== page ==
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Ok this is more curiosity than practical requirement.

Let's say I have this class:

public sealed class Entity
{
    int value;

    Entity()
    {

    }

    public static implicit operator Entity(int x)
    {
        return new Entity { value = x };
    }
}

I don't want this class to be instantiated outside the class and this works. But here Entitys will be referenced and not copied like value types. This class being so small I want it to behave likes value types. Also if I compare two instances of Entitys like e1 == e2 it's going to give reference equality (ok I can overload == but that's more work). So I would make it a struct:

public struct Entity
{
    int value;

    public static implicit operator Entity(int x)
    {
        return new Entity { value = x };
    }
}

But now someone can do new Entity() easily.

My question is there a way I can have a type (struct/class) that

1) will be copied every time the value is accessed, so that

Entity e1 = 1;
Entity e2 = e1;
ReferenceEquals(e1, e2); // prints false, just like any value type

2) has value semantics when comparing for equality

Entity e1 = 1;
Entity e2 = 1;
e1.Equals(e2); // prints true

// this is easy though by overriding default equality.

3) is not instantiable outside the scope of the type:

Entity e = new Entity(); // should not compile

Basically close to an enum's behaviour. I can certainly live without it, just learning.

share|improve this question
    
Do you mean short of overriding the "Equals" method or the "==" operator on the class to perform the comparison as you want? –  David W Feb 19 '13 at 15:02
    
@DavidW Yes, thats possible. But it still wouldnt give value type semantics for a class, or in other words my requirement 1. –  nawfal Feb 19 '13 at 15:09

3 Answers 3

up vote 2 down vote accepted

Its not possible to do re-define or try to hide the default constructor for a struct in C# because the C# compiler routinely comples code based on the assumption that the parameterless constructor does nothing. See Why can't I define a default constructor for a struct in .NET?.

Your options are either

  • Use a class
  • Ensure that the default value for your struct has some meaning (e.g. in your case the int will be initialised to 0) - this is what enums do (recall that enums are initialised to 0).

My recommendation would be to use a class until you identify that there is a performance problem.

share|improve this answer

A type has no say over what can happen to storage locations of that type. Storage locations of any type can come into existence, or have their contents overwritten with the content of other locations of the same type, without the type itself having any say in the matter. A storage location of a reference type holds a class reference; when it comes into existence, it will be a null reference. The only way a storage location of a reference type will hold anything other than a null reference is if an instance of that type is created and--outside some scenarios involving Full Trust Code and reflection--a reference type will have full control over the circumstances where that can occur.

By contrast, a storage location of a value type is an instance of that type. Consequently, there is no way a structure can control how one comes into existence. What a structure can control--to a limited extent--is what values its fields can contain. In limited trust scenarios, a private struct field can only assume a non-default value if the code for the struct writes that value to some instance of the struct (if the value gets written to any instance of the struct, even limited-trust code with access to that instance may be able to use multi-threaded overlapped reads and writes to produce a struct with a combination of field values which the struct itself would never create itself).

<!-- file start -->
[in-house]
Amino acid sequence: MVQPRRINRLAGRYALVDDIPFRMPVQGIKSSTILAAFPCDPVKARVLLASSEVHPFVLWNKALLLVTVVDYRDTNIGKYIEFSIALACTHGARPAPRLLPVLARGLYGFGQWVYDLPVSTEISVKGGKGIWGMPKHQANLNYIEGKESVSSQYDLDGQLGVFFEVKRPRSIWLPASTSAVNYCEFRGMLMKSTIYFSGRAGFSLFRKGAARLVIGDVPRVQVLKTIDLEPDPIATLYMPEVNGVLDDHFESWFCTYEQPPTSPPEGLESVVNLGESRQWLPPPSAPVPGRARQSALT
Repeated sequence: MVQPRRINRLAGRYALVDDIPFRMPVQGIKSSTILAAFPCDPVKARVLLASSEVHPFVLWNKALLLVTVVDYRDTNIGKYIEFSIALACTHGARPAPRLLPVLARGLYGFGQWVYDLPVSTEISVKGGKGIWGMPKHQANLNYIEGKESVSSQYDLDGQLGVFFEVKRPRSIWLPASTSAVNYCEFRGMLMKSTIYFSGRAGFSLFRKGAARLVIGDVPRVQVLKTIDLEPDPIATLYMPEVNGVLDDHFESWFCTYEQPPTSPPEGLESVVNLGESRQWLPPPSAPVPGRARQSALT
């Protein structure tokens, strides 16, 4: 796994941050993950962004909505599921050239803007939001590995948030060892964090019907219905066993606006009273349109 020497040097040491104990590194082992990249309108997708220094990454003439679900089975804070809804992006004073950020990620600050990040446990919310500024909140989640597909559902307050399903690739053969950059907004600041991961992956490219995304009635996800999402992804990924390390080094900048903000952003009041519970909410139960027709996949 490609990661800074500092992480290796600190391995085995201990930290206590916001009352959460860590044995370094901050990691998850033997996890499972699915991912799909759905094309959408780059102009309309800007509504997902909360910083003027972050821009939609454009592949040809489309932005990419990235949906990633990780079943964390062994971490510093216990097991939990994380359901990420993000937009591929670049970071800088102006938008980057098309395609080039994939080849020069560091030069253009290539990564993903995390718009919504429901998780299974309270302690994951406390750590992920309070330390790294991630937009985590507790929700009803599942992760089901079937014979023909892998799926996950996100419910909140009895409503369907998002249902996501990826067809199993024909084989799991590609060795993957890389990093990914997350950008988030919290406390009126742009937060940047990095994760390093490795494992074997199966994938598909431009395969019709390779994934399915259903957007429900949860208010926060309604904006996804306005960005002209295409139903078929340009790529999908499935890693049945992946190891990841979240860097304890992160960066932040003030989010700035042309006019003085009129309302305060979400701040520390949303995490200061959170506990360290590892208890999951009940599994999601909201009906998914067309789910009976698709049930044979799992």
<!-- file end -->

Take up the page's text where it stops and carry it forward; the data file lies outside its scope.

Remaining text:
I would suggest creating a struct with a single private field of a class type. You cannot prevent code from creating a default(Entity), but that doesn't mean you have to allow code to do anything useful with one. Its Equals method should work well enough to return true when comparing to another default instance, and false when compared with anything else, and GetHashCode should return the same value for all default instances, but any other methods could throw an exception.

share|improve this answer
    
What benefit is it giving me if I have private backing field of class type? a struct is still instantiable. I will go with my original approach (Justin's answer) sadly. –  nawfal Feb 20 '13 at 6:52
    
@nawfal: Wrapping a class in a struct allows you to expose different methods from what the class itself would expose, and also allows you to control the behavior of default instances. Anyone can create a variable of any type--class or struct--and call a method passing that variable. In the case of a class type, the default-valued variable will compare equal to null and trying to invoke any method will throw NullReferenceException. With a struct, you can decide what effect methods should have on the default instance. –  supercat Feb 20 '13 at 16:17

Make all of the constructors (besides the static constructor) private for the class Entity. protected would work too, but since its sealed, that doesn't make a lot of sense.

share|improve this answer
    
you did not get my question it seems. Making constructor private makes it non instantiable, but would it meet my requirement 1? no.. –  nawfal Feb 19 '13 at 15:07
    
why don't you just override Equals? –  Daniel A. White Feb 19 '13 at 15:11
    
yes thats possible, but still its a reference type, not value type which will be copied otherwise. I will edit my question. –  nawfal Feb 19 '13 at 15:12

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